In the small farm town of Ballico, a room full of people are working on their computers. They’re using interactive software, they’re browsing the web and some of them are even making presentations on Google’s Cloud based platform, Google Drive.
However, these people aren’t employees of a software company or college students working on a late night project, or even a room full of tech savvy gamers.
They’re third graders who just got back from recess.
Starting this school year, the Ballico-Cressey School District began the implementation of an all digital curriculum in their schools. Instead of using traditional textbooks and paper based activities, all 330 students in the district are now doing all their school work on 12 inch screens and online modules. Superintendent/Principal Bryan Ballinger said the purpose behind the switch was to encourage students to become better critical thinkers.
“I want our students to be able to take problems, find and gather the information, come up with a solution, apply it, and the digital curriculum allows us to do that,” said Ballinger.
Along with encouraging a new form of problem solving, Ballinger said the digital curriculum will teach students practical technology skills that he believes are in line with what future employers will be seeking.
“I want to put the students in this district out in front of everyone else,” said Ballinger. “It’s a global marketplace and it’s a global demand for university space as well.”
The implementation of entering a digital realm began last summer, when the district purchased 140 Netbook computers for sixth to eighth grade students.
For Ballinger, however, that wasn’t enough. He wouldn't be satisfied until the district saw a complete digital curriculum, and that’s where he says Pearson, an education publishing company, came into play.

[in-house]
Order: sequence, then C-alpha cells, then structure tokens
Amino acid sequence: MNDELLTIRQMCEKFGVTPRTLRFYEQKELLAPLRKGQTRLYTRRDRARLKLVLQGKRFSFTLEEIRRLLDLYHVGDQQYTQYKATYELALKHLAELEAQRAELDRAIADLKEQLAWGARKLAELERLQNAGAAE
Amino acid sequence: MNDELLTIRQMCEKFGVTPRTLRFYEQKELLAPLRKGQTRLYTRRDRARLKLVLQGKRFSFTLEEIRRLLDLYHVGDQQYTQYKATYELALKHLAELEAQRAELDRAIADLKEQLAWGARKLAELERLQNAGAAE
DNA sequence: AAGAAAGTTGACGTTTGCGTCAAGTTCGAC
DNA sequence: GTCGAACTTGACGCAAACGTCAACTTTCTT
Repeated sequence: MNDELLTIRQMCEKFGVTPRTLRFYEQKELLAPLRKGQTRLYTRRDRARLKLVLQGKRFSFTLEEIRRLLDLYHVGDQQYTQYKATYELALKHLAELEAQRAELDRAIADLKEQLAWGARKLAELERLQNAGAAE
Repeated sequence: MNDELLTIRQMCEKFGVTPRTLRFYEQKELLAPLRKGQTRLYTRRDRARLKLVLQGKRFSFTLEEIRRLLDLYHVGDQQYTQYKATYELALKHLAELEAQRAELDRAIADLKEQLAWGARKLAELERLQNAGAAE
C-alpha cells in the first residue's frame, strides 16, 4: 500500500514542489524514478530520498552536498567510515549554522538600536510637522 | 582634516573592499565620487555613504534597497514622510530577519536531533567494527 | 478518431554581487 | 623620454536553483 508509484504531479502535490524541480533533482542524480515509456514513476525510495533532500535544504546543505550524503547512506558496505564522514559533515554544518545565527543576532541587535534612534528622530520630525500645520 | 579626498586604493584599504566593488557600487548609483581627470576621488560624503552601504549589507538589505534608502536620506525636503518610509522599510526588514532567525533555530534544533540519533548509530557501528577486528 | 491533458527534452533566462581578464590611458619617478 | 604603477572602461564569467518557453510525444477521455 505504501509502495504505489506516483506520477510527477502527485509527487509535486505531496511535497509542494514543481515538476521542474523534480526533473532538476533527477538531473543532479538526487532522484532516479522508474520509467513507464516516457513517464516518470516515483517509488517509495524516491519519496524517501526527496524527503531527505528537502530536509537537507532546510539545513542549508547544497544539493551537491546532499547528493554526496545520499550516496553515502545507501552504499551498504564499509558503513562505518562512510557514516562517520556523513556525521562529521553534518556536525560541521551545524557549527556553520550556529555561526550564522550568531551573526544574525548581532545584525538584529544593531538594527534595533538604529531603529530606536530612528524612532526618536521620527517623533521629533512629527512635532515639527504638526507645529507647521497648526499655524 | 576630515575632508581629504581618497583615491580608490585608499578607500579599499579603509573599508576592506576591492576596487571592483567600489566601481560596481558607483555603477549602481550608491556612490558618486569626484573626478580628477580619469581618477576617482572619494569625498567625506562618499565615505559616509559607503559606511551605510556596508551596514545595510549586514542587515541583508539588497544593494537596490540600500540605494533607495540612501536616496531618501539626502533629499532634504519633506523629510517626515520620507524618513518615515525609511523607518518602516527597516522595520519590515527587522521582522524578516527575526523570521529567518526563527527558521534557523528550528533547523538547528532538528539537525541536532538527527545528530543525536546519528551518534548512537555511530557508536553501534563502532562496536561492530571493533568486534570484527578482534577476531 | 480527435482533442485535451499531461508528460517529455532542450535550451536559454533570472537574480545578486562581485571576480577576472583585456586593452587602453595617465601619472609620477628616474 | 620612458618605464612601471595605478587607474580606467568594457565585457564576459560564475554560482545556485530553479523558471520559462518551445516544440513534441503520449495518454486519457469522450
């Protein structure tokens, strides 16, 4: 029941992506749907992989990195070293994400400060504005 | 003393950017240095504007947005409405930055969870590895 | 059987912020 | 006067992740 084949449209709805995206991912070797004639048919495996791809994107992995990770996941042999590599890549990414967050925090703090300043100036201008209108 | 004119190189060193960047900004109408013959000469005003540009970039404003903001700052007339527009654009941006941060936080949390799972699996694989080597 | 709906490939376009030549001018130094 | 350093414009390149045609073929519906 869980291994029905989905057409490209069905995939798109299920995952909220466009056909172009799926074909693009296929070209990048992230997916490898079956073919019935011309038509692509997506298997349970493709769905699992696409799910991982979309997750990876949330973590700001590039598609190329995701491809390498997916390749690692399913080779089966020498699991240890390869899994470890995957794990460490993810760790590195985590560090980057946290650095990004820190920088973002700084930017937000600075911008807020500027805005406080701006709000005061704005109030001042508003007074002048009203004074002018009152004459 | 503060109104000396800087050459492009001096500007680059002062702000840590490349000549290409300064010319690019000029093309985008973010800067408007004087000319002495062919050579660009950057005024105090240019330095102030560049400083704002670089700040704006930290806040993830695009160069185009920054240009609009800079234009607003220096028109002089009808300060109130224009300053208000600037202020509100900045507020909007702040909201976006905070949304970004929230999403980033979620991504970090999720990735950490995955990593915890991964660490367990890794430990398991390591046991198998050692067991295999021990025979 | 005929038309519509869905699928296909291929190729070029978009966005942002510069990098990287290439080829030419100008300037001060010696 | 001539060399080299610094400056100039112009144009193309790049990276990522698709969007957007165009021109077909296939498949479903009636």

“Having the devices without a curriculum did not meet our needs. It wasn’t cohesive enough,” Ballinger said. "Pearson came to the table as full partners, providing a real digital curriculum and making sure teachers were trained to use it.”
Along with the Pearson curriculum, the district also purchased an additional 195 Google Chromebooks, essentially having one computer for every student, from second to eighth grade. The older students also received high speed Internet hot spots to take home, along with their computers. The total cost of the digital implementation, including the computers and the curriculum, was around $319,000, an investment that Ballinger says is completely worth it.
He also stated that the new curriculum will give his students an advantage for when the state adopts the new, more rigorous, Common Core Standards next year.
“It’s pretty incredible to think that we’re a full year ahead of everyone else,” he said.
However, what Ballinger said surprises him the most about the new digital format is the level of interaction that the students have with their schoolwork. He said the new system allows students to be less distracted, and more focused on their task at hand.
“Sometimes, it gives me goose bumps to see a room full of fourth graders so concentrated like that,” said Ballinger. “They walk in and get right to work.”
The system does, however, come with its own set of problems. Glitches, slow Internet connections, and software bugs have all made the transition to a completely digital classroom a bit more bumpy that Ballinger would have liked. In spite of these hiccups, he stated that the program has been a success so far, citing that the school has already seen an increase of 30 students for the year.
Karen Naldi, a 7th grade math teacher, said she has also seen a noticeable difference in the students.
“I’ve seen improved motivation and improved understanding,” said Naldi. “Having the ability to search for information expands their horizon definitely and levels the playing field.”
As for the students, they too seem to share the same excitement about their new computer based learning experience.
Steven Stone, a third grader at Ballico Elementary School said he prefers the computer learning.
“It’s a lot more fun,” he said.